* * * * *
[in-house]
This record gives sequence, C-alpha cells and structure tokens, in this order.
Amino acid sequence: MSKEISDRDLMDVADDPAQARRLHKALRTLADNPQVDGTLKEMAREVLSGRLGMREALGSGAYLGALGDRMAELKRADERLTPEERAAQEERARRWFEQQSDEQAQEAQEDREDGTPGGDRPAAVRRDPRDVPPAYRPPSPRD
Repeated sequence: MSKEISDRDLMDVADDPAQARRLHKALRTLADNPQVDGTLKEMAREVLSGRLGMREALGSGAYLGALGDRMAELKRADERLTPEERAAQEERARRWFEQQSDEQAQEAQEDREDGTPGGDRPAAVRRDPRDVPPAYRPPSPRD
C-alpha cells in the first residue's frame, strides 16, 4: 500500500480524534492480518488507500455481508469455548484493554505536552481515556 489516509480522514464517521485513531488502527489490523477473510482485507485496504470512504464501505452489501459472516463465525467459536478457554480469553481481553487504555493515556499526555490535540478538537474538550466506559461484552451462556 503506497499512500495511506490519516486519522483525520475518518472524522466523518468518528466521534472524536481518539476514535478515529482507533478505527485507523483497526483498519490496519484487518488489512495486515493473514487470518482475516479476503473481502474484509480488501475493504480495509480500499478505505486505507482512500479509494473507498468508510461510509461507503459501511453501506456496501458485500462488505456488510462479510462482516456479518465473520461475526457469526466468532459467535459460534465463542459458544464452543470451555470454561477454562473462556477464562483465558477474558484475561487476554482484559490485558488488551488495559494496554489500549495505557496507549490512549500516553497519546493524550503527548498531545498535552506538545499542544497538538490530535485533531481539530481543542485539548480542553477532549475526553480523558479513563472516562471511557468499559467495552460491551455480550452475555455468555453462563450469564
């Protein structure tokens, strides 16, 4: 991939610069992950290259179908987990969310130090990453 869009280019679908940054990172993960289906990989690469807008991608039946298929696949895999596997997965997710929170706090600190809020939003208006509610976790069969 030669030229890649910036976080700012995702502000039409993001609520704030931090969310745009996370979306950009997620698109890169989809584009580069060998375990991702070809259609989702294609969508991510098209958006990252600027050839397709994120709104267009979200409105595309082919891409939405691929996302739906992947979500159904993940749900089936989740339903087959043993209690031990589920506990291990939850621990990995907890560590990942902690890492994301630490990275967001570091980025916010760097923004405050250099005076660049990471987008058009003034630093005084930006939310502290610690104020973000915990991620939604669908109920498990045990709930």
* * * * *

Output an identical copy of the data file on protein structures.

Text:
[in-house]
This record gives sequence, C-alpha cells and structure tokens, in this order.
Amino acid sequence: MSKEISDRDLMDVADDPAQARRLHKALRTLADNPQVDGTLKEMAREVLSGRLGMREALGSGAYLGALGDRMAELKRADERLTPEERAAQEERARRWFEQQSDEQAQEAQEDREDGTPGGDRPAAVRRDPRDVPPAYRPPSPRD
Repeated sequence: MSKEISDRDLMDVADDPAQARRLHKALRTLADNPQVDGTLKEMAREVLSGRLGMREALGSGAYLGALGDRMAELKRADERLTPEERAAQEERARRWFEQQSDEQAQEAQEDREDGTPGGDRPAAVRRDPRDVPPAYRPPSPRD
C-alpha cells in the first residue's frame, strides 16, 4: 500500500480524534492480518488507500455481508469455548484493554505536552481515556 489516509480522514464517521485513531488502527489490523477473510482485507485496504470512504464501505452489501459472516463465525467459536478457554480469553481481553487504555493515556499526555490535540478538537474538550466506559461484552451462556 503506497499512500495511506490519516486519522483525520475518518472524522466523518468518528466521534472524536481518539476514535478515529482507533478505527485507523483497526483498519490496519484487518488489512495486515493473514487470518482475516479476503473481502474484509480488501475493504480495509480500499478505505486505507482512500479509494473507498468508510461510509461507503459501511453501506456496501458485500462488505456488510462479510462482516456479518465473520461475526457469526466468532459467535459460534465463542459458544464452543470451555470454561477454562473462556477464562483465558477474558484475561487476554482484559490485558488488551488495559494496554489500549495505557496507549490512549500516553497519546493524550503527548498531545498535552506538545499542544497538538490530535485533531481539530481543542485539548480542553477532549475526553480523558479513563472516562471511557468499559467495552460491551455480550452475555455468555453462563450469564
């Protein structure tokens, strides 16, 4: 991939610069992950290259179908987990969310130090990453 869009280019679908940054990172993960289906990989690469807008991608039946298929696949895999596997997965997710929170706090600190809020939003208006509610976790069969 030669030229890649910036976080700012995702502000039409993001609520704030931090969310745009996370979306950009997620698109890169989809584009580069060998375990991702070809259609989702294609969508991510098209958006990252600027050839397709994120709104267009979200409105595309082919891409939405691929996302739906992947979500159904993940749900089936989740339903087959043993209690031990589920506990291990939850621990990995907890560590990942902690890492994301630490990275967001570091980025916010760097923004405050250099005076660049990471987008058009003034630093005084930006939310502290610690104020973000915990991620939604669908109920498990045990709930």